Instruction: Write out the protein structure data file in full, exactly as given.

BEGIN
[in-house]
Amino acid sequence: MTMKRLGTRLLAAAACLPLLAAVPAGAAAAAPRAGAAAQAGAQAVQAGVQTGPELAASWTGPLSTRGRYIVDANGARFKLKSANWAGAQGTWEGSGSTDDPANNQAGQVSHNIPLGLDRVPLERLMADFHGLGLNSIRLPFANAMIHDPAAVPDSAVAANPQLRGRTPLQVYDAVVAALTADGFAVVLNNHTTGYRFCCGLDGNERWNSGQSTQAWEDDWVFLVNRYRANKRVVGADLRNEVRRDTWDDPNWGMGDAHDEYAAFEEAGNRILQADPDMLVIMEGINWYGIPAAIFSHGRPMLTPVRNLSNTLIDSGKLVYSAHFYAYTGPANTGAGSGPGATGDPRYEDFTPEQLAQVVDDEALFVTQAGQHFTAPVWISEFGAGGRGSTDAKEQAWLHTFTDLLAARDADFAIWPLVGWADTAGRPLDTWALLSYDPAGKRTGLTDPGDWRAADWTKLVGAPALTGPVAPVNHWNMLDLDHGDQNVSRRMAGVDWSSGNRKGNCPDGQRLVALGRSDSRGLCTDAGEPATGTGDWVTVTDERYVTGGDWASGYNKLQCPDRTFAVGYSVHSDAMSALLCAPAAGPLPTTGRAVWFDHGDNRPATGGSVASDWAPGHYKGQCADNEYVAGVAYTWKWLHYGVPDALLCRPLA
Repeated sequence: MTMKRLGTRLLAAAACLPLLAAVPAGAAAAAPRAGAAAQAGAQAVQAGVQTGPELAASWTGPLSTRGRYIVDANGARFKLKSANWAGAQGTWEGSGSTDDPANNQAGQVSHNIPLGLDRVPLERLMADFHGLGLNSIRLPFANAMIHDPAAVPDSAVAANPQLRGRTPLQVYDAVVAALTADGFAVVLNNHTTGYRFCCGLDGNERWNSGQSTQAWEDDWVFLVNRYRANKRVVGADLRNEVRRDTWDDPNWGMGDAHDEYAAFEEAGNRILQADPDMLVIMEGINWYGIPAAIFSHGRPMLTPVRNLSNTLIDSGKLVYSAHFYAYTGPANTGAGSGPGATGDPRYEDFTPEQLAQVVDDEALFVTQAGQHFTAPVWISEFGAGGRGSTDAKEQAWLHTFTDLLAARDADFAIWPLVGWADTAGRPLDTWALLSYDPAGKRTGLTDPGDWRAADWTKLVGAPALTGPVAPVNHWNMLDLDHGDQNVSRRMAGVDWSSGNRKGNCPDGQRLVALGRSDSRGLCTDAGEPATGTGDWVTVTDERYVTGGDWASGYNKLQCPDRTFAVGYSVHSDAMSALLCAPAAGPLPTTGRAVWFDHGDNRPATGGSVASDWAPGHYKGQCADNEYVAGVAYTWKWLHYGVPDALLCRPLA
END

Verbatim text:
[in-house]
Amino acid sequence: MTMKRLGTRLLAAAACLPLLAAVPAGAAAAAPRAGAAAQAGAQAVQAGVQTGPELAASWTGPLSTRGRYIVDANGARFKLKSANWAGAQGTWEGSGSTDDPANNQAGQVSHNIPLGLDRVPLERLMADFHGLGLNSIRLPFANAMIHDPAAVPDSAVAANPQLRGRTPLQVYDAVVAALTADGFAVVLNNHTTGYRFCCGLDGNERWNSGQSTQAWEDDWVFLVNRYRANKRVVGADLRNEVRRDTWDDPNWGMGDAHDEYAAFEEAGNRILQADPDMLVIMEGINWYGIPAAIFSHGRPMLTPVRNLSNTLIDSGKLVYSAHFYAYTGPANTGAGSGPGATGDPRYEDFTPEQLAQVVDDEALFVTQAGQHFTAPVWISEFGAGGRGSTDAKEQAWLHTFTDLLAARDADFAIWPLVGWADTAGRPLDTWALLSYDPAGKRTGLTDPGDWRAADWTKLVGAPALTGPVAPVNHWNMLDLDHGDQNVSRRMAGVDWSSGNRKGNCPDGQRLVALGRSDSRGLCTDAGEPATGTGDWVTVTDERYVTGGDWASGYNKLQCPDRTFAVGYSVHSDAMSALLCAPAAGPLPTTGRAVWFDHGDNRPATGGSVASDWAPGHYKGQCADNEYVAGVAYTWKWLHYGVPDALLCRPLA
Repeated sequence: MTMKRLGTRLLAAAACLPLLAAVPAGAAAAAPRAGAAAQAGAQAVQAGVQTGPELAASWTGPLSTRGRYIVDANGARFKLKSANWAGAQGTWEGSGSTDDPANNQAGQVSHNIPLGLDRVPLERLMADFHGLGLNSIRLPFANAMIHDPAAVPDSAVAANPQLRGRTPLQVYDAVVAALTADGFAVVLNNHTTGYRFCCGLDGNERWNSGQSTQAWEDDWVFLVNRYRANKRVVGADLRNEVRRDTWDDPNWGMGDAHDEYAAFEEAGNRILQADPDMLVIMEGINWYGIPAAIFSHGRPMLTPVRNLSNTLIDSGKLVYSAHFYAYTGPANTGAGSGPGATGDPRYEDFTPEQLAQVVDDEALFVTQAGQHFTAPVWISEFGAGGRGSTDAKEQAWLHTFTDLLAARDADFAIWPLVGWADTAGRPLDTWALLSYDPAGKRTGLTDPGDWRAADWTKLVGAPALTGPVAPVNHWNMLDLDHGDQNVSRRMAGVDWSSGNRKGNCPDGQRLVALGRSDSRGLCTDAGEPATGTGDWVTVTDERYVTGGDWASGYNKLQCPDRTFAVGYSVHSDAMSALLCAPAAGPLPTTGRAVWFDHGDNRPATGGSVASDWAPGHYKGQCADNEYVAGVAYTWKWLHYGVPDALLCRPLA